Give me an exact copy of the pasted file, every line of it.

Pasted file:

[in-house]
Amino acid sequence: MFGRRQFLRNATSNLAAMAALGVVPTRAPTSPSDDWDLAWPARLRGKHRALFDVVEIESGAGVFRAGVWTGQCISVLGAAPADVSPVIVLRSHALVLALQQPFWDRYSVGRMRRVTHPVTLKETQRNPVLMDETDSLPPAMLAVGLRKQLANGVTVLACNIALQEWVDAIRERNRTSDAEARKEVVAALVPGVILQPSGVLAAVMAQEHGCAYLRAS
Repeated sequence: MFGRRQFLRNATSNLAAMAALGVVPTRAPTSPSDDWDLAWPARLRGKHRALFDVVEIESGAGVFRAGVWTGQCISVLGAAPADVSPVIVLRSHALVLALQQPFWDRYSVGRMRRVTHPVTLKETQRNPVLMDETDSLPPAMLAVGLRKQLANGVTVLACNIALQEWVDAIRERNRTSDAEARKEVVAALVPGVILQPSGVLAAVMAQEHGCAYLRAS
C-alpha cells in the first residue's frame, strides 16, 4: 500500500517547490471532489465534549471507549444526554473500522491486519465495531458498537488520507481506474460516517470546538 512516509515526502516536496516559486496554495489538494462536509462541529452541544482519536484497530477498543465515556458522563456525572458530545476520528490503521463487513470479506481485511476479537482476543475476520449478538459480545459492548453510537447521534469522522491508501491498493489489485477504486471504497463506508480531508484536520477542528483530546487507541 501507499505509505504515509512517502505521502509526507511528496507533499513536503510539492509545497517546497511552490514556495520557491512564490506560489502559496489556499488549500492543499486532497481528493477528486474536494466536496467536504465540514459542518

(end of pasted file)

[in-house]
Amino acid sequence: MFGRRQFLRNATSNLAAMAALGVVPTRAPTSPSDDWDLAWPARLRGKHRALFDVVEIESGAGVFRAGVWTGQCISVLGAAPADVSPVIVLRSHALVLALQQPFWDRYSVGRMRRVTHPVTLKETQRNPVLMDETDSLPPAMLAVGLRKQLANGVTVLACNIALQEWVDAIRERNRTSDAEARKEVVAALVPGVILQPSGVLAAVMAQEHGCAYLRAS
Repeated sequence: MFGRRQFLRNATSNLAAMAALGVVPTRAPTSPSDDWDLAWPARLRGKHRALFDVVEIESGAGVFRAGVWTGQCISVLGAAPADVSPVIVLRSHALVLALQQPFWDRYSVGRMRRVTHPVTLKETQRNPVLMDETDSLPPAMLAVGLRKQLANGVTVLACNIALQEWVDAIRERNRTSDAEARKEVVAALVPGVILQPSGVLAAVMAQEHGCAYLRAS
C-alpha cells in the first residue's frame, strides 16, 4: 500500500517547490471532489465534549471507549444526554473500522491486519465495531458498537488520507481506474460516517470546538 512516509515526502516536496516559486496554495489538494462536509462541529452541544482519536484497530477498543465515556458522563456525572458530545476520528490503521463487513470479506481485511476479537482476543475476520449478538459480545459492548453510537447521534469522522491508501491498493489489485477504486471504497463506508480531508484536520477542528483530546487507541 501507499505509505504515509512517502505521502509526507511528496507533499513536503510539492509545497517546497511552490514556495520557491512564490506560489502559496489556499488549500492543499486532497481528493477528486474536494466536496467536504465540514459542518